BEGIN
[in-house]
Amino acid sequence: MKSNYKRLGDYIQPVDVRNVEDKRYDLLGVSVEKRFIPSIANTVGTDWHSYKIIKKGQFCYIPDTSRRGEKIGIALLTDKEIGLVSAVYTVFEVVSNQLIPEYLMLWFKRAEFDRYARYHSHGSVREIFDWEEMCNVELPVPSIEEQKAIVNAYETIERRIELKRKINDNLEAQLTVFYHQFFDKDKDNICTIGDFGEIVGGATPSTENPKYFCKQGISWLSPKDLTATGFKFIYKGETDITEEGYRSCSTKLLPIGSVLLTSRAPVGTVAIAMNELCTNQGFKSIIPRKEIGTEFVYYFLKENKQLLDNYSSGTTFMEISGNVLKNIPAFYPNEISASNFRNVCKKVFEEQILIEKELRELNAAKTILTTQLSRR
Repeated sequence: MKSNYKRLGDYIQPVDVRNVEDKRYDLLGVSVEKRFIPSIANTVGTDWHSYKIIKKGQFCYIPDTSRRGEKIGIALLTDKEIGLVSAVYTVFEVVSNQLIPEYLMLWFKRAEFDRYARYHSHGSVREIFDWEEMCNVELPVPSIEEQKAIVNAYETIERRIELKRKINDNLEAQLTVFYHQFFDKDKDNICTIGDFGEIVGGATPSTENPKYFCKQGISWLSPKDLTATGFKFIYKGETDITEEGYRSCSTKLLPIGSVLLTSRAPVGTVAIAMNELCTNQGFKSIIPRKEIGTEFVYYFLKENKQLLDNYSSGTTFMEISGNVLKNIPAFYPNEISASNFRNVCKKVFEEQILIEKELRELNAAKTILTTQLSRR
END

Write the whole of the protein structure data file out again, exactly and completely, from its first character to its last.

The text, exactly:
[in-house]
Amino acid sequence: MKSNYKRLGDYIQPVDVRNVEDKRYDLLGVSVEKRFIPSIANTVGTDWHSYKIIKKGQFCYIPDTSRRGEKIGIALLTDKEIGLVSAVYTVFEVVSNQLIPEYLMLWFKRAEFDRYARYHSHGSVREIFDWEEMCNVELPVPSIEEQKAIVNAYETIERRIELKRKINDNLEAQLTVFYHQFFDKDKDNICTIGDFGEIVGGATPSTENPKYFCKQGISWLSPKDLTATGFKFIYKGETDITEEGYRSCSTKLLPIGSVLLTSRAPVGTVAIAMNELCTNQGFKSIIPRKEIGTEFVYYFLKENKQLLDNYSSGTTFMEISGNVLKNIPAFYPNEISASNFRNVCKKVFEEQILIEKELRELNAAKTILTTQLSRR
Repeated sequence: MKSNYKRLGDYIQPVDVRNVEDKRYDLLGVSVEKRFIPSIANTVGTDWHSYKIIKKGQFCYIPDTSRRGEKIGIALLTDKEIGLVSAVYTVFEVVSNQLIPEYLMLWFKRAEFDRYARYHSHGSVREIFDWEEMCNVELPVPSIEEQKAIVNAYETIERRIELKRKINDNLEAQLTVFYHQFFDKDKDNICTIGDFGEIVGGATPSTENPKYFCKQGISWLSPKDLTATGFKFIYKGETDITEEGYRSCSTKLLPIGSVLLTSRAPVGTVAIAMNELCTNQGFKSIIPRKEIGTEFVYYFLKENKQLLDNYSSGTTFMEISGNVLKNIPAFYPNEISASNFRNVCKKVFEEQILIEKELRELNAAKTILTTQLSRR